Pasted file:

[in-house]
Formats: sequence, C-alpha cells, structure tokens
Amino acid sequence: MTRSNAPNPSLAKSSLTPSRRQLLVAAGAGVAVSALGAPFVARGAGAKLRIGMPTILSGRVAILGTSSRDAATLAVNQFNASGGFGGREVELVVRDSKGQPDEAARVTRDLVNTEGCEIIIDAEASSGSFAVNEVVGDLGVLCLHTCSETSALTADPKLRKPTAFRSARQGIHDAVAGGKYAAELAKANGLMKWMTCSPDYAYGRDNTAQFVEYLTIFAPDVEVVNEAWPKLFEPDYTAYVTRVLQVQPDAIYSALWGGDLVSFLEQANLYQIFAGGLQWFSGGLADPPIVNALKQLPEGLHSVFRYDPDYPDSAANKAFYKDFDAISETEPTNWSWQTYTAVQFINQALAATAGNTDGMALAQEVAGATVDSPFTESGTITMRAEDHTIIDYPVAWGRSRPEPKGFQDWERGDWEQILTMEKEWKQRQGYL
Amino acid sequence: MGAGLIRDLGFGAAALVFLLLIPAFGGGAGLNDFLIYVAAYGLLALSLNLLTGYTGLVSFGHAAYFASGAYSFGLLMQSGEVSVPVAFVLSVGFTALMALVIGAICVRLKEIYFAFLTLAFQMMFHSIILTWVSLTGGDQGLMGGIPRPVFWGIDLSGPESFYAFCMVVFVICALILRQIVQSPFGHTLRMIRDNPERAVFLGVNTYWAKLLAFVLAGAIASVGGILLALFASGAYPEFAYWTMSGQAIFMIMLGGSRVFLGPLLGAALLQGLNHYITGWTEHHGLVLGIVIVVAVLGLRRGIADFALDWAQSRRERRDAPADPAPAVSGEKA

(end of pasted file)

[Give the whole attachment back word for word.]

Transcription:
[in-house]
Formats: sequence, C-alpha cells, structure tokens
Amino acid sequence: MTRSNAPNPSLAKSSLTPSRRQLLVAAGAGVAVSALGAPFVARGAGAKLRIGMPTILSGRVAILGTSSRDAATLAVNQFNASGGFGGREVELVVRDSKGQPDEAARVTRDLVNTEGCEIIIDAEASSGSFAVNEVVGDLGVLCLHTCSETSALTADPKLRKPTAFRSARQGIHDAVAGGKYAAELAKANGLMKWMTCSPDYAYGRDNTAQFVEYLTIFAPDVEVVNEAWPKLFEPDYTAYVTRVLQVQPDAIYSALWGGDLVSFLEQANLYQIFAGGLQWFSGGLADPPIVNALKQLPEGLHSVFRYDPDYPDSAANKAFYKDFDAISETEPTNWSWQTYTAVQFINQALAATAGNTDGMALAQEVAGATVDSPFTESGTITMRAEDHTIIDYPVAWGRSRPEPKGFQDWERGDWEQILTMEKEWKQRQGYL
Amino acid sequence: MGAGLIRDLGFGAAALVFLLLIPAFGGGAGLNDFLIYVAAYGLLALSLNLLTGYTGLVSFGHAAYFASGAYSFGLLMQSGEVSVPVAFVLSVGFTALMALVIGAICVRLKEIYFAFLTLAFQMMFHSIILTWVSLTGGDQGLMGGIPRPVFWGIDLSGPESFYAFCMVVFVICALILRQIVQSPFGHTLRMIRDNPERAVFLGVNTYWAKLLAFVLAGAIASVGGILLALFASGAYPEFAYWTMSGQAIFMIMLGGSRVFLGPLLGAALLQGLNHYITGWTEHHGLVLGIVIVVAVLGLRRGIADFALDWAQSRRERRDAPADPAPAVSGEKA